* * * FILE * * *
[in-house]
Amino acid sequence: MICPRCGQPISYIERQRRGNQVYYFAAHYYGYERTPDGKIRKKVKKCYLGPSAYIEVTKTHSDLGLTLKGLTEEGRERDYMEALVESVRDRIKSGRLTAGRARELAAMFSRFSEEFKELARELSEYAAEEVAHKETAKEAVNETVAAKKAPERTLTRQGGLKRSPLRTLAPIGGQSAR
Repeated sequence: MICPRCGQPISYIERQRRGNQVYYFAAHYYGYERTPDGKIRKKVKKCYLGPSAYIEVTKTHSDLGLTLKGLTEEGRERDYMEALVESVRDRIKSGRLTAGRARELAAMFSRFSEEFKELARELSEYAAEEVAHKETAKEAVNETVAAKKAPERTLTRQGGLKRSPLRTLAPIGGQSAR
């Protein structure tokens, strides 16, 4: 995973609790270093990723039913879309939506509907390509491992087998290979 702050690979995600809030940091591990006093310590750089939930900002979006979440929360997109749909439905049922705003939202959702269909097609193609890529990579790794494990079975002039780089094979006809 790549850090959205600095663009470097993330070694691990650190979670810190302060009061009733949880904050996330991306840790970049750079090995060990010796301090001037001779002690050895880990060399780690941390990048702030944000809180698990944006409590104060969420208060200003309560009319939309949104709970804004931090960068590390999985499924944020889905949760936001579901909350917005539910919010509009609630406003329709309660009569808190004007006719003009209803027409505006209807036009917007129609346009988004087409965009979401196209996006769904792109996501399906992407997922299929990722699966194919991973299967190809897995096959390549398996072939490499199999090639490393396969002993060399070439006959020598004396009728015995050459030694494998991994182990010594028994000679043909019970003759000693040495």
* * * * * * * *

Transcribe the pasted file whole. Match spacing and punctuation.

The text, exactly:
[in-house]
Amino acid sequence: MICPRCGQPISYIERQRRGNQVYYFAAHYYGYERTPDGKIRKKVKKCYLGPSAYIEVTKTHSDLGLTLKGLTEEGRERDYMEALVESVRDRIKSGRLTAGRARELAAMFSRFSEEFKELARELSEYAAEEVAHKETAKEAVNETVAAKKAPERTLTRQGGLKRSPLRTLAPIGGQSAR
Repeated sequence: MICPRCGQPISYIERQRRGNQVYYFAAHYYGYERTPDGKIRKKVKKCYLGPSAYIEVTKTHSDLGLTLKGLTEEGRERDYMEALVESVRDRIKSGRLTAGRARELAAMFSRFSEEFKELARELSEYAAEEVAHKETAKEAVNETVAAKKAPERTLTRQGGLKRSPLRTLAPIGGQSAR
């Protein structure tokens, strides 16, 4: 995973609790270093990723039913879309939506509907390509491992087998290979 702050690979995600809030940091591990006093310590750089939930900002979006979440929360997109749909439905049922705003939202959702269909097609193609890529990579790794494990079975002039780089094979006809 790549850090959205600095663009470097993330070694691990650190979670810190302060009061009733949880904050996330991306840790970049750079090995060990010796301090001037001779002690050895880990060399780690941390990048702030944000809180698990944006409590104060969420208060200003309560009319939309949104709970804004931090960068590390999985499924944020889905949760936001579901909350917005539910919010509009609630406003329709309660009569808190004007006719003009209803027409505006209807036009917007129609346009988004087409965009979401196209996006769904792109996501399906992407997922299929990722699966194919991973299967190809897995096959390549398996072939490499199999090639490393396969002993060399070439006959020598004396009728015995050459030694494998991994182990010594028994000679043909019970003759000693040495």